A company’s D&O policies provide coverage for directors and officers named in securities lawsuits. Almost without exception, companies, themselves, also have coverage for securities lawsuits – although, in many policies, there is coverage for a company for a securities lawsuit only if the securities lawsuit is also lodged against a director or officer. Shareholder allegations that directors and officers failed to properly manage the impact of COVID-19 issues on their companies, or that the company failed to disclose potential or actual COVID-19 concerns, would in most cases be covered under standard D&O policy language, absent applicable exclusions.

Some of the most common business insurance coverages, such as commercial general liability (CGL) insurance, commercial automobile insurance and property insurance are highly standardized – primarily because an insurance industry organization develops most of the forms that comprise those coverages. However, there is no insurance industry organization or other group that develops the majority of the forms that comprise D&O insurance. Over the years, marketplace competition and other factors have led to standardization of a good deal of D&O policy wording, but, as with cyber insurance, media insurance, and some other types of insurance, there still is a fair amount of somewhat idiosyncratic or even sui generis language.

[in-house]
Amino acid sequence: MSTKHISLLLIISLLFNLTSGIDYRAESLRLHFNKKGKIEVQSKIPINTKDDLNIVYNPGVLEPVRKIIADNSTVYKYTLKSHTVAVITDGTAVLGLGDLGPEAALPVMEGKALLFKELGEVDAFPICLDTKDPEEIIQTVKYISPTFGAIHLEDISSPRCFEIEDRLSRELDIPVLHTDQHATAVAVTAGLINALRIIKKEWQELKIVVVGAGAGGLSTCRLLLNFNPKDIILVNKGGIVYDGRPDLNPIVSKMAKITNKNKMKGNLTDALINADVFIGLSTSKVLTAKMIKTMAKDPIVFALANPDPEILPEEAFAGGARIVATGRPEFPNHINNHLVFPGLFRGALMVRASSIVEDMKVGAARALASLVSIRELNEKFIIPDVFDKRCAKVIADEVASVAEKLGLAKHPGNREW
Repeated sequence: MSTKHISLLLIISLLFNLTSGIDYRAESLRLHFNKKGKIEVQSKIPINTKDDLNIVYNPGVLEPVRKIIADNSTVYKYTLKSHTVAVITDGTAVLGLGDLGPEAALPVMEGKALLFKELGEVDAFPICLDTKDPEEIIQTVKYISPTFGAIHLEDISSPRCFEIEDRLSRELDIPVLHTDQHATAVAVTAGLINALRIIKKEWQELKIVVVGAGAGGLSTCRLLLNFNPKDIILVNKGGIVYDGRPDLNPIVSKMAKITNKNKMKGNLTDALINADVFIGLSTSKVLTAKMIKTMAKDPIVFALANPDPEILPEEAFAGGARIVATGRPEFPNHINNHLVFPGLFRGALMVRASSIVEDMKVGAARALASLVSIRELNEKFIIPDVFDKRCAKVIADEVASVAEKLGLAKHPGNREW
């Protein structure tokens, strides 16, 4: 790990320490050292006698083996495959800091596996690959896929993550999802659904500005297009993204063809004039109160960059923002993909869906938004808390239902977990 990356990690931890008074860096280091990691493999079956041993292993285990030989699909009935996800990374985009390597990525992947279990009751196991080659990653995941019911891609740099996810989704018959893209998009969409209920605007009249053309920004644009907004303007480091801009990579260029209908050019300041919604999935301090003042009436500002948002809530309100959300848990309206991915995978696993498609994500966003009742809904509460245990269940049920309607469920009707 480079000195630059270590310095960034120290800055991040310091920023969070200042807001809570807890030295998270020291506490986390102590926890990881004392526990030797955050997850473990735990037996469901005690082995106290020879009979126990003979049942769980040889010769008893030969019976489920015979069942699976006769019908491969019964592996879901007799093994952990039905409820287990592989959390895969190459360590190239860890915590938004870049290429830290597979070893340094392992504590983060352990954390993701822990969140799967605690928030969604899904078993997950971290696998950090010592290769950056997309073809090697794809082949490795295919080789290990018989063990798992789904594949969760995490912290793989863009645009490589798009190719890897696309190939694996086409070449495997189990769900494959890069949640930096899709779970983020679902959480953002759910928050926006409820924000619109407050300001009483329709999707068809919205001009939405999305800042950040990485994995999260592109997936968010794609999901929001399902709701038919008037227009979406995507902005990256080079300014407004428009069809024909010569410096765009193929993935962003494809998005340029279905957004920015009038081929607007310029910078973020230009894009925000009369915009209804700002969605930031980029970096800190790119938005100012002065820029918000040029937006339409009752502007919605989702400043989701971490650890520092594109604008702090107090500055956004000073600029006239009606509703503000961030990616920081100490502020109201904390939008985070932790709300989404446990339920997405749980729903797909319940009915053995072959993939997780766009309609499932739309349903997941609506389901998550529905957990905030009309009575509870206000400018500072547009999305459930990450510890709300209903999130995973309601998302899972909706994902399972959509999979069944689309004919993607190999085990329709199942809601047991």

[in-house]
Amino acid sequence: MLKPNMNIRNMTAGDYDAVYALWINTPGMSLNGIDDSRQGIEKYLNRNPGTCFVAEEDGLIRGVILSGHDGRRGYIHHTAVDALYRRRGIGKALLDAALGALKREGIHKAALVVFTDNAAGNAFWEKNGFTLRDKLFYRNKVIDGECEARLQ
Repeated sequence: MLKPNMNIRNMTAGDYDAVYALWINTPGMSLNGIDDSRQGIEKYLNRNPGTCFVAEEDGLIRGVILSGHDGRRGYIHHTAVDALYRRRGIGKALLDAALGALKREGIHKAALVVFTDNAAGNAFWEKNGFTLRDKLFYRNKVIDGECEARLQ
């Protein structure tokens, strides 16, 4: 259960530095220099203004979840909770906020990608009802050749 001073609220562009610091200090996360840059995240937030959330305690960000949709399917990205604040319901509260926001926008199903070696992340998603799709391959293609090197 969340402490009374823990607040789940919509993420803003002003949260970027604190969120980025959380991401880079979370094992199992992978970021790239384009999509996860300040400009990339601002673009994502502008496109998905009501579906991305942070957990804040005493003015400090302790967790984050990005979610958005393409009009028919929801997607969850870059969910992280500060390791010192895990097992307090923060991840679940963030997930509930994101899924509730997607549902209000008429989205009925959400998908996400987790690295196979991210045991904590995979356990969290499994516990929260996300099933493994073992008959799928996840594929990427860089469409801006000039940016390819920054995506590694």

Coverage for Government Investigations

In our experience, most D&O policies now provide coverage for expenses incurred in response to government investigations, including subpoenas and requests for documents. In most D&O policies providing this coverage, the coverage is triggered only if an individual insured receives a formal request from the government or is the target of the investigation, regardless of whether the company, itself, is also named. This coverage sometimes is subject to a "sublimit" that is well below general per-claim limit of the D&O policy.